Child of the Holocaust Secondary Title

In 701 B.C. the Assyrian empire was in its ascendancy. It had already vanquished the kingdom of Israel to the north including the capital at Samaria. It then prepared an assault on Judah and its capital at Jerusalem.

But in one of those significant events that changes the course of world history, Assyria was repelled. Jerusalem was saved until 586 B.C. when the Babylonians sacked the city, forcing its leadership class into exile.

Henry Aubin, in a major feat of scholarship, determines that Jerusalem was aided by a Kushite army from Africa which had marched northeast from the Nile valley. While the Bible attributes the Assyrian retreat to an angel and secular commentators cite pestilence, Aubin, in a meticulously documented work, demonstrates that an alliance with the African nation of Kush bolstered Jerusalem’s defences.

Kush, also known as Nubia, was located in what is now southern Egypt and northern Sudan. A monarchy that existed for more than 1000 years, from 900 B.C. to A.D. 350, Kushites held sway over Egypt from 712 B.C. to about 660 B.C. Of Egypt’s 31 dynasties, this, the 25th Dynasty, is the only one that all scholars agree, was black.

The commander of the Kushite expeditionary force was Taharqa (or as the Bible calls him Tirhakah). This Kushite prince, who had his own interests in halting Assyrian expansion, likely caught the aggressors by surprise as they prepared their siege of Jerusalem.

Aubin offers a thrilling military history and a stirring political analysis of the ancient world. He also sees the event as influential over the centuries.

The Kushite rescue of the Hebrew kingdom of Judah enabled the fragile, war-ravaged state to endure, to nurse itself back to economic and demographic health, and allowed the Hebrew religion, Yahwism, to evolve within the next several centuries into Judaism. Thus emerged the monotheistic trunk supporting Christianity and Islam.

Child of the Holocaust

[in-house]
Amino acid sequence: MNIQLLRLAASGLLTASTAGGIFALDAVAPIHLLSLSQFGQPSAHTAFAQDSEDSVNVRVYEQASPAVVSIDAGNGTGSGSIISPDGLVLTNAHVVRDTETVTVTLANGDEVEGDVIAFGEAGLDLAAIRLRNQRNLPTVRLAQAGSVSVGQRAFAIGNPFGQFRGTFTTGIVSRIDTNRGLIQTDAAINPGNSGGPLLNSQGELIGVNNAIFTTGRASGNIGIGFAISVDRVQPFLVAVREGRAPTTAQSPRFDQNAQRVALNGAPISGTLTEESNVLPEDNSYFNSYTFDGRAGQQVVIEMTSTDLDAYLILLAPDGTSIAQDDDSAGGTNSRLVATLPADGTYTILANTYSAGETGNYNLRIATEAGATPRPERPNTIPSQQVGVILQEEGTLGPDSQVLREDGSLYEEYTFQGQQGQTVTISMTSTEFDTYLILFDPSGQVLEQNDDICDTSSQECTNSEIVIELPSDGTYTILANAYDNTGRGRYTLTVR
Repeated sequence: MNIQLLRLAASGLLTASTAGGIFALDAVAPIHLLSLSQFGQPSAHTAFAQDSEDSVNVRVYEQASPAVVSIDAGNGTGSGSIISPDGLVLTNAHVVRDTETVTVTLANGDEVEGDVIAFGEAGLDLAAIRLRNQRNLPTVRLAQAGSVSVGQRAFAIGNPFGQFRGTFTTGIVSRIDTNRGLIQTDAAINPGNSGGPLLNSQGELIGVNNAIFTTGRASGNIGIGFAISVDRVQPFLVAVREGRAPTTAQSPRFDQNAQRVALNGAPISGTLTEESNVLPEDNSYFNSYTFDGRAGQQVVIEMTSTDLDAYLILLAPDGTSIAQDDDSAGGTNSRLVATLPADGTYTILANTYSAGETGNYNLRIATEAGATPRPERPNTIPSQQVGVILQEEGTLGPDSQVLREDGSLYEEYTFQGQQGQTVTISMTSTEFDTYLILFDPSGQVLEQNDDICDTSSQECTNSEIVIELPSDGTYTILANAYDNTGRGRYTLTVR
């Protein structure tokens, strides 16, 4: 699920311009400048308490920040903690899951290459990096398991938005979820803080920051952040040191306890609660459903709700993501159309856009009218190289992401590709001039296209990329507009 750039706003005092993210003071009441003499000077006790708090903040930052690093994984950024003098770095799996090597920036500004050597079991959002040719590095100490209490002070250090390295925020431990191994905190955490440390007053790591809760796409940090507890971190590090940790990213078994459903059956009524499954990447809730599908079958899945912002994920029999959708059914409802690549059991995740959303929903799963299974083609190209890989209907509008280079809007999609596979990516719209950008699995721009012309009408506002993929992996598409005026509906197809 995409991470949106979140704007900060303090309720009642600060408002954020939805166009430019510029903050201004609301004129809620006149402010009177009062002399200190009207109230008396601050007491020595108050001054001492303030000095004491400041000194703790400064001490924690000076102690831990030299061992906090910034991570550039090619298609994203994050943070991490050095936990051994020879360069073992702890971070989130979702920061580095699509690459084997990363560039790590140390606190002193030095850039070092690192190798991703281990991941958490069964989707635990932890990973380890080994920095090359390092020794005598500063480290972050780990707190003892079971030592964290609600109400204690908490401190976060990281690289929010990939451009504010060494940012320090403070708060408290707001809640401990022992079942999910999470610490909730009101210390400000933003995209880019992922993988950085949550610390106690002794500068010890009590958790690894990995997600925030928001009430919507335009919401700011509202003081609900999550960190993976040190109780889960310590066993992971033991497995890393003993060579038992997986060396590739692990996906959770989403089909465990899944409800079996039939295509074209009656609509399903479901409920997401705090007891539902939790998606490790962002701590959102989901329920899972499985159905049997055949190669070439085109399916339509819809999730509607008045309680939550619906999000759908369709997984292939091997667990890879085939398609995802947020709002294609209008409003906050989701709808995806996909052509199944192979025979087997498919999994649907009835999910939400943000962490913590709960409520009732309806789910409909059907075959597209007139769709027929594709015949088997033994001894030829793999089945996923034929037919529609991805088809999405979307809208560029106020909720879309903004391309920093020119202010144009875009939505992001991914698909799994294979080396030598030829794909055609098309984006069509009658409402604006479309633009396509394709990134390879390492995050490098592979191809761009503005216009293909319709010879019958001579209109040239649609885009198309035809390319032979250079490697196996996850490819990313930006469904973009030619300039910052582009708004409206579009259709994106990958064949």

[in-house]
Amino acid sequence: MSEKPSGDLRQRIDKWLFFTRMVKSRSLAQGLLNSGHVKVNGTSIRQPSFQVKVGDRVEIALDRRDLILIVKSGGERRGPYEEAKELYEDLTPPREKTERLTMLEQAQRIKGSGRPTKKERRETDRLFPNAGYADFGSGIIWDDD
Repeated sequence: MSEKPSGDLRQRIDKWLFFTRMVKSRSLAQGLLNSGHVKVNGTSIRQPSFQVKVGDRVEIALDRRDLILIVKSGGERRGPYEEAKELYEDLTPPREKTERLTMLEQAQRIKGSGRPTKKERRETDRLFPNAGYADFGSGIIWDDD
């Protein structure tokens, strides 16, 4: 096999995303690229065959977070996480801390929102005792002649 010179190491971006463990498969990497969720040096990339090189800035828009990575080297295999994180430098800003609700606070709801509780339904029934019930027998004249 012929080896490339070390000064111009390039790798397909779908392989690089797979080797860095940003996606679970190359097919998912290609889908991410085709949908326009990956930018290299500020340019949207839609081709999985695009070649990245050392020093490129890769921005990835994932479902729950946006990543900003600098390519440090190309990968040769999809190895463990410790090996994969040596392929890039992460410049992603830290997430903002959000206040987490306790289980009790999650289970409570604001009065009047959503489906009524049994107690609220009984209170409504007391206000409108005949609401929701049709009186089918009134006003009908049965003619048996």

“Remarkable . . . Gripping . . . a child’s struggle for survival”
The Globe and Mail

“Astounding . . . a work that amounts to a letter from inside a nightmare . . . A miraculous example of the human spirit at its most resilient.”
Toronto Star

“Artfully rendered . . . testifying to the spirit of a man who emerged whole from a childhood of shame and despair.”
Saturday Review

“He reveals the terror, the mental and physical sufferings, and the hope and courage of a youngster’s desperate will to survive.”
Seattle Times

Key Porter, Reissue, Canada 2007
Mexico Diana/Planeta 2009
Dozens of translations/editions

Child of the Holocaust

“Marvellous . . . The charm and fascination of the book lie in the dual role of survival and growing up.”
London Times Literary Supplement

Jack Kuper was only nine years old when he came home to find everyone in his family gone. The night before, Germans had come to his village in rural Poland and taken away all the Jews. Now alone in the world, he has to change his name, forget his language and abandon his religion in order to survive. Jack wanders through Nazi occupied Poland for four years, with no place to hide and no one to trust.   

The harrowing true story of how he survives has been hailed as a classic, as powerful as The Diary of Anne Frank. It has been in print in various editions in English and a dozen other languages since 1966. For a new edition released this year in Canada, Jack Kuper revisited the manuscript for the first time since he wrote it more than 40 years ago. He was able to include the correct names of those who helped him and to add new material.

After the war, Jack Kuper escaped Poland and immigrated to Canada at the age of 15. He spent much of his career in advertising, producing and directing award-winning TV commercials. As a filmmaker he has written and directed several shorts. His film RUN! was honoured at the Venice Film Festival. He is also the author of After the Smoke Cleared, the sequel to this book. He now lives in Toronto with his wife Terrye and speaks often to groups about his experiences during the Holocaust.

Click here for a moving tribute to Dorothy McCarthy who mentored Jack Kuper when he was young and new to Canada: